North Bay residents were startled Saturday afternoon as a large, new wildland blaze erupted in Yolo County and a week-old fire flared up in Lake County, pouring smoke across the North Bay.
Calls streamed into local fire stations and the Sonoma County emergency dispatch center from people worried that plumes visible from Santa Rosa to Sacramento marked a repeat of the devastating firestorms in October, the worst in California history.
The dispatch center summoned extra staff members as calls came in so rapidly “they couldn’t put the phone down without a couple more coming in,” a dispatcher said.
The call volume tailed off a bit after the Santa Rosa Police Department, Sonoma County Sheriff’s Office and the Windsor and Rincon Valley Fire Districts issued Nixle notices from about 6 to 7 p.m. saying there was no threat to Sonoma County.
Mark Basque, a Santa Rosa fire battalion chief, said the reaction was understandable given last year’s horror — flames roaring into Sonoma County in the middle of the night, killing 24 people and destroying nearly 5,300 homes, most in the span of 12 hours.
“All of a sudden you have a massive column of smoke in the east,” Basque said. “It looks a lot closer than it is.”
The National Weather Service posted a satellite imagery that showed smoke from the two fires drifting south over Lake, Napa, Sonoma, Marin, San Francisco and San Mateo counties as well as parts of the East Bay.
The new fire in Yolo County erupted just after 2 p.m. Saturday in the grasslands of Capay Valley south of the small town of Guinda on Highway 16 at County Road 63. It moved quickly into the hills of western Yolo County.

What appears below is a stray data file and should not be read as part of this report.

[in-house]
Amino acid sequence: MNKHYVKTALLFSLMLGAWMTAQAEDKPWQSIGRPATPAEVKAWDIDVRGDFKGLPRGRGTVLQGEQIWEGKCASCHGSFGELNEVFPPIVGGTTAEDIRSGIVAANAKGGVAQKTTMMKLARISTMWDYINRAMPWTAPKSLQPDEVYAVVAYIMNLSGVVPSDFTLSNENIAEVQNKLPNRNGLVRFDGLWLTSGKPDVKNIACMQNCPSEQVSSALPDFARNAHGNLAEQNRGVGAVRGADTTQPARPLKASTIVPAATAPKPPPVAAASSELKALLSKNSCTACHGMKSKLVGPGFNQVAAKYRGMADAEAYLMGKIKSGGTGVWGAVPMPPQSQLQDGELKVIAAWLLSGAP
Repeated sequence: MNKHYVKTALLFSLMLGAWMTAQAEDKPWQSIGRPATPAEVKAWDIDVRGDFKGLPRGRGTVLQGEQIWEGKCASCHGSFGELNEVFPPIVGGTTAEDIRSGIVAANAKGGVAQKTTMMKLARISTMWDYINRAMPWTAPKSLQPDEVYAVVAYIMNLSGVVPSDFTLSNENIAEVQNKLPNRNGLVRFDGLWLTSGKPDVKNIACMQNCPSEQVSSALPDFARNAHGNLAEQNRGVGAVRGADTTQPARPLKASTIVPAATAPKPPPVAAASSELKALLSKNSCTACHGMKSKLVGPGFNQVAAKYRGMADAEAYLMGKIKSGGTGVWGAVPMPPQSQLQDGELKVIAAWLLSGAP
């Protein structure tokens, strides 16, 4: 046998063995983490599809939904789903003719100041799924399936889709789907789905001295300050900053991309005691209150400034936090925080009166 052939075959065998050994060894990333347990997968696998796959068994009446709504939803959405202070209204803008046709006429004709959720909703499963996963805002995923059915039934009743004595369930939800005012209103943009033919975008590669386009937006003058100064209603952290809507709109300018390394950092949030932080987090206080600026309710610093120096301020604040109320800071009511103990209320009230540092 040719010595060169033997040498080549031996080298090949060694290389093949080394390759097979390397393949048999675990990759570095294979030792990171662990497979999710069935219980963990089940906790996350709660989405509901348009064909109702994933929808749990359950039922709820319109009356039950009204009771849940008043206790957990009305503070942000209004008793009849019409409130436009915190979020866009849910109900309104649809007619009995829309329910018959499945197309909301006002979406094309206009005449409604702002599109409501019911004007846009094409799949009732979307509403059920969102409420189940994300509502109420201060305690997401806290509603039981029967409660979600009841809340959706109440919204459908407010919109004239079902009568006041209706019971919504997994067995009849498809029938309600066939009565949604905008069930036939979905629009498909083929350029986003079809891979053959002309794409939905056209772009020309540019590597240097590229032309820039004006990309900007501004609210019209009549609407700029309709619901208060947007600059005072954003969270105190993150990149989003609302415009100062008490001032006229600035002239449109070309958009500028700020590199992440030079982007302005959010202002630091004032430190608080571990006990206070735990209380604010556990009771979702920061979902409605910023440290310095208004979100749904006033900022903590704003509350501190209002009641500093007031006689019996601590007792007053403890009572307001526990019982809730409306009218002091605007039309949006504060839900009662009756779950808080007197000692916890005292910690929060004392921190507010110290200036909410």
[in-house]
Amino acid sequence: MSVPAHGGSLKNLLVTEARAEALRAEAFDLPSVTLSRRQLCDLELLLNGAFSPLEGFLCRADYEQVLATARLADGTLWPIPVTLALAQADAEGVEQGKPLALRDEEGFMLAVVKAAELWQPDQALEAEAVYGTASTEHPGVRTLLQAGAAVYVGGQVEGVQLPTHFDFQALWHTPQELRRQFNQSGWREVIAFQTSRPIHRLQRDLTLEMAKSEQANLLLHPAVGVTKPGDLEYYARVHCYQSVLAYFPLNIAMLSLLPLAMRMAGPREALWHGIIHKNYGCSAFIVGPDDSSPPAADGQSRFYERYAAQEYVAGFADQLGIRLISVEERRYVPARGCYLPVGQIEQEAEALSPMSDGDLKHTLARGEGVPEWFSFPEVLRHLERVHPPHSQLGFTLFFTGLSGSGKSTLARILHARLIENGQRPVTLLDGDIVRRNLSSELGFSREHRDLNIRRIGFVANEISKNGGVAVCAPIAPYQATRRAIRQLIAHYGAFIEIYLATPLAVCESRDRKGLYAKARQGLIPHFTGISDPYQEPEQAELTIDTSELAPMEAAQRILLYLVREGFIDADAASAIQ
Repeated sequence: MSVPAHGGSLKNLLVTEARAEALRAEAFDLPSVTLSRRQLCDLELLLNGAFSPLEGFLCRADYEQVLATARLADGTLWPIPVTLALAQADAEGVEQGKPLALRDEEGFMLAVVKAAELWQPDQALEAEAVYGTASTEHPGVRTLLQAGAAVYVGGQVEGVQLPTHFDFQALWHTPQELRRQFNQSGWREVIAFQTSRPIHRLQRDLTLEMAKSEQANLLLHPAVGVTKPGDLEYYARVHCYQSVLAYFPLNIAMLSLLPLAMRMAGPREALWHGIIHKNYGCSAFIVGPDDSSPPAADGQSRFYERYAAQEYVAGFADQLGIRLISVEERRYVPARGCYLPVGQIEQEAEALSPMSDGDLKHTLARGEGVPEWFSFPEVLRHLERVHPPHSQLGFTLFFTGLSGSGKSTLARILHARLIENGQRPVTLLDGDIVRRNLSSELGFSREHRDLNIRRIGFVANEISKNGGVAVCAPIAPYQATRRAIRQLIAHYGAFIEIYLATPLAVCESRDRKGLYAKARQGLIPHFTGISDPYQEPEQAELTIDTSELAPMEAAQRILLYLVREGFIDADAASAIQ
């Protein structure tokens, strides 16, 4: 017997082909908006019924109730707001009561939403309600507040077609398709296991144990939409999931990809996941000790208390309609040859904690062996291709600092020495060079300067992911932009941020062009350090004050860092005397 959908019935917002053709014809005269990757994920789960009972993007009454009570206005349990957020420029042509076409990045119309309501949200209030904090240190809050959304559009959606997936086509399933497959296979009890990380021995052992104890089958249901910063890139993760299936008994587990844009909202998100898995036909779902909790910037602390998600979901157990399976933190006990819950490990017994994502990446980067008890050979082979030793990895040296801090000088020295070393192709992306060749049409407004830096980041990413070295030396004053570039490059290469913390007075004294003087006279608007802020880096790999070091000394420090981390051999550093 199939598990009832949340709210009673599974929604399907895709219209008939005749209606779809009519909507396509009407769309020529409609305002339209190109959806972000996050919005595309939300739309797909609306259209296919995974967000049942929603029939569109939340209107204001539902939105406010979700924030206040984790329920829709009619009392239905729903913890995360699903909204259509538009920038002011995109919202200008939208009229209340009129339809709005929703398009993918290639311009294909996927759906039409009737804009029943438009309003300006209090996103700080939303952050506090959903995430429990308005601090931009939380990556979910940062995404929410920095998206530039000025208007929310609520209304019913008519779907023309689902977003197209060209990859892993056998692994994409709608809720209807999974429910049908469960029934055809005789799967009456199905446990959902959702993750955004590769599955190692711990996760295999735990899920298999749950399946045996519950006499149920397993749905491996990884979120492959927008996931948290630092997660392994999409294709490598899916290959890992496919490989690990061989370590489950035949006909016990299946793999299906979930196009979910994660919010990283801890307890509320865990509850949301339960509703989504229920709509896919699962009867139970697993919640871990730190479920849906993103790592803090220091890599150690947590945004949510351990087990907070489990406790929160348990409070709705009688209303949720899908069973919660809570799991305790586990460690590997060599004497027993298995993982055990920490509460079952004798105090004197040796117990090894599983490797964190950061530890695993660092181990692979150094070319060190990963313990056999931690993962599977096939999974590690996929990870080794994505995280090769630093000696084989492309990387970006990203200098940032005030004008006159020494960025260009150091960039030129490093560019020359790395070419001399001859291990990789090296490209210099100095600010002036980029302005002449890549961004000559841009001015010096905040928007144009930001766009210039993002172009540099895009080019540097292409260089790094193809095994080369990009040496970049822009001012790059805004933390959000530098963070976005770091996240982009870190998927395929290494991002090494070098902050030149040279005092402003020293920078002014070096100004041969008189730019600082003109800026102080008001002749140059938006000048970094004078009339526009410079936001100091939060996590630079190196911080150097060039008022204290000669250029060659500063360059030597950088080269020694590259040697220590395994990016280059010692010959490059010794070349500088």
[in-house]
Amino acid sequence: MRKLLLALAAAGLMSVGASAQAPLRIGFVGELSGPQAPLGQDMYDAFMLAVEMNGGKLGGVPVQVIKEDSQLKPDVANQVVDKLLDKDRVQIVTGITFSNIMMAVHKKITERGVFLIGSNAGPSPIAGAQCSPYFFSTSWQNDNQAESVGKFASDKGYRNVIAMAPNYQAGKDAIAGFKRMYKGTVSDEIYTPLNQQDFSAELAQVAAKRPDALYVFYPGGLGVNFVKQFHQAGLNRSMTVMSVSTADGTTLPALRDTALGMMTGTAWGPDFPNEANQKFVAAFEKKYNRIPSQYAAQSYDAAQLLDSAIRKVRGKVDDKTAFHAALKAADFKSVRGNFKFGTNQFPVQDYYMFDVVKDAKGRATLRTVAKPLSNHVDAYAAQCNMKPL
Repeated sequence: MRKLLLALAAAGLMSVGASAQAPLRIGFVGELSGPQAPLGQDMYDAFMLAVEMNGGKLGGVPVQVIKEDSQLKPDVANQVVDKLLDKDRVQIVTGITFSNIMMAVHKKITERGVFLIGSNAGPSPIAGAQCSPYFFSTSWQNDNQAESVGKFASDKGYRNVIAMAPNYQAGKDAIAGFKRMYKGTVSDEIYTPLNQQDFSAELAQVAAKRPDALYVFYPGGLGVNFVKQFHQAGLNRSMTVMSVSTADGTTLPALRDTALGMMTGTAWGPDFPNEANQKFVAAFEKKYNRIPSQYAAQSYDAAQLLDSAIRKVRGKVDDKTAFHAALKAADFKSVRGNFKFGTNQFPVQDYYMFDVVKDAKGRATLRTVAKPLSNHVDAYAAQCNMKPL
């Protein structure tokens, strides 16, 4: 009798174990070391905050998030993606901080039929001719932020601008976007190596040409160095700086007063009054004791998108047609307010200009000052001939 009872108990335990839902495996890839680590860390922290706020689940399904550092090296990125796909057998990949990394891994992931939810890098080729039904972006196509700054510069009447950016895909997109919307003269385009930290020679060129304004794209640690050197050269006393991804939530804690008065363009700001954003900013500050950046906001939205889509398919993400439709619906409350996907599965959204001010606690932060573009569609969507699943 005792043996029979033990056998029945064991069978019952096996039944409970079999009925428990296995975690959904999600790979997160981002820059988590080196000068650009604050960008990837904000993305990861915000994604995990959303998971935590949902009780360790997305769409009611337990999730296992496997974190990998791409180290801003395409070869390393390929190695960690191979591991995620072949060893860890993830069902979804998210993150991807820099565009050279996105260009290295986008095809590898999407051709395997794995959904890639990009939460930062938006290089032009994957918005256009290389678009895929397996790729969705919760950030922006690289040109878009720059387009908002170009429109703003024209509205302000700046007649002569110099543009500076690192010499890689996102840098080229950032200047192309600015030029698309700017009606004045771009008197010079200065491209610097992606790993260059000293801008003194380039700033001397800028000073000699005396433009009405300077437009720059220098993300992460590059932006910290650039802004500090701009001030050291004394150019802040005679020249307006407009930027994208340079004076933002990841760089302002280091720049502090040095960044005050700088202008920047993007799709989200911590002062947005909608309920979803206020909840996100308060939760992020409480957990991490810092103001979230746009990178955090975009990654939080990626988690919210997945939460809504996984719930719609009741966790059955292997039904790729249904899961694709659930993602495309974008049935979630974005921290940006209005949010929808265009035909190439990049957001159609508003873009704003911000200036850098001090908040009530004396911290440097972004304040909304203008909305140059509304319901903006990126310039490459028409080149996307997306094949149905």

The wind-driven County fire, initially called the Guinda fire, started at a few hundred acres and by Saturday night had scorched 8,000 acres and was completely uncontained, Cal Fire said.
Roy Skinner, a Cal Fire spokesman, attributed the fire’s speed to “red flag conditions” — high heat, strong winds and low humidity.
The blaze, which created its own strong updraft, threw embers southward as far as a mile, he said.
At the Cache Creek Casino on Highway 16 about 9 p.m., Skinner said he could see a “spectacular line of fire” in the hills to the west.
Winds eased considerably in the valley at night, but the aerial attack on the fire was grounded.
“We’re at the mercy of the weather at this point,” Skinner said.
The Sonoma County Sheriff’s Office said a red flag warning had been extended until 3 p.m. today for elevations above 1,000 feet in Napa County and far eastern Sonoma County. The warning means critical fire weather conditions are either present or will occur shortly.
Thirty structures were threatened within the County fire evacuation zone from County Road 63 to County Road 76, west of Highway 16, plus the Murphy Ranch area. The area has scattered cattle ranches and olive groves, Skinner said.
An evacuation center was set up at Guinda Grange Hall.
Cal Fire said 41 engines, eight water tenders, 11 helicopters, nine air tankers, 17 bulldozers and 10 hand crews were battling the blaze.